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The Banished Ones: (previously titled "A Perpetual Mimicry") Kindle Edition
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"Children of Blood and Bone"
Tomi Adeyemi conjures a stunning world of dark magic and danger in her West African-inspired fantasy debut. Learn more
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Synopsis: Almega throws Ani to earth to rot and die in the body of a man. Simon finds him first, and shows him how to exchange his decrepit body for a new one. Ani thinks he is the best guide an exiled angel can have. But Simon is shrewd and wants Ani to help him get back the thing Almega has taken from him: his wings.
When Ani falls in love with Sarah, he does not know she is the key to a banished one's survival and the reason he forfeited his wings in the first place. Ani has to resist Sarah in ways he cannot, and somehow save her from the one creature who wants to use her up: Simon.
This work is both beautiful and terrible, and left me breathless at the end as I sat back trying to absorb it all. This will definitely be worth a second read in the future!
The writer has a fabulous vocabulary; the dictionary feature of the Kindle app certainly came in handy. I even learned a few new words, including: pinions, virescence, pulchritude, Lethean, sidereal, plumule, empyrean, and egregious. We may wonder what all the disparate story lines have to do with each other, but it all becomes clear in the end. "A Perpetual Mimicry" can be described as an angelic Groundhog Day.
This is one of the best-written and well-edited works I have read. "A Perpetual Mimicry" is the definition of beautiful writing; it is poetic and lyrical, profoundly moving, and will haunt you for a long time to come. I look forward to reading more by this author.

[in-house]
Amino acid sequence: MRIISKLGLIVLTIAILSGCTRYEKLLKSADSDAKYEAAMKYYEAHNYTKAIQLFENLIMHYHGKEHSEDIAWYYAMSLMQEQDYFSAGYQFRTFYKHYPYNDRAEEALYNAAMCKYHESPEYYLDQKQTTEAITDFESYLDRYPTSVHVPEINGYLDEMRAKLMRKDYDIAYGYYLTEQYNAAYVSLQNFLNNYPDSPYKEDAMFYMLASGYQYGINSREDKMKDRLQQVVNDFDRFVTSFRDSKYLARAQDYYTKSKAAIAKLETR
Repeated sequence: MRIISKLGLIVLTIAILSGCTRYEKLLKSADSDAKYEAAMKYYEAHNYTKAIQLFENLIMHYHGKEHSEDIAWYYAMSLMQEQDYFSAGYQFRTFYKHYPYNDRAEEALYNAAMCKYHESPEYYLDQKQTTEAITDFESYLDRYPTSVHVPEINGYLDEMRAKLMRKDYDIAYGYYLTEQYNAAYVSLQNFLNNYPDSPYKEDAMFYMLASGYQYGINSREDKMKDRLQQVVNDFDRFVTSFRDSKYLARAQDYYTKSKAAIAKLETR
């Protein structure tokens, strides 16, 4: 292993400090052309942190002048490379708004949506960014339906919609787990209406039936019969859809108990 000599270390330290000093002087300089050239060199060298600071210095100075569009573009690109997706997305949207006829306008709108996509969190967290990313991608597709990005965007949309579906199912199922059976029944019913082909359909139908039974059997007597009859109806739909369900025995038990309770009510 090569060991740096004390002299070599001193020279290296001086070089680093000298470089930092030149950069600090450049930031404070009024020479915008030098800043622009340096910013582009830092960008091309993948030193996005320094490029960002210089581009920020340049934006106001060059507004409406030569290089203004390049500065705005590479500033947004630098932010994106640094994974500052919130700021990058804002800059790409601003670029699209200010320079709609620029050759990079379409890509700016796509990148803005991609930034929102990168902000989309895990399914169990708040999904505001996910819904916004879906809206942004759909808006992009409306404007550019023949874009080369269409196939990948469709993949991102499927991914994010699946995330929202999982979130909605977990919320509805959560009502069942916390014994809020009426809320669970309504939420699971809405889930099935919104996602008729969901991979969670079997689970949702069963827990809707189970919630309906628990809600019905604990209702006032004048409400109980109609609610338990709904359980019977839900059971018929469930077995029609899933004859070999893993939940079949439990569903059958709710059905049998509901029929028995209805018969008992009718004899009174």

"I stood for a moment listening to a woodpecker puncture its way into a treetop far above me. Two doves made love with their required coos, while sparrows chirped."
Or (as a character contemplates a return to bird form): "He spoke in a voice lower than a whisper. 'To glide amidst the great beyond with feathered fins again, shedding this dreadful suit of mortality.' Was that even possible?"
In this book, all things are indeed possible.
It is, truth be told, a small, rare gem. I would say it is beautifully written, but that's not the right word. It's more like gorgeously written. For an intelligent reader. You need to be the sort of person who feels a thrill at the use of words like 'verdurous.' Better still, all the exquisite prose and poetic imagery are wielded in the service of telling a story that deeply engages the question of what it is to love, to be human, and to be mortal.
I didn't mind that it was short. You know how a fabulously rich chocolate ganache needs to be served in very small portions? This book is like that. Can't wait to read this author's other works.
The writing is poetic, but it is very readable and entertaining. I want to read more from this author.
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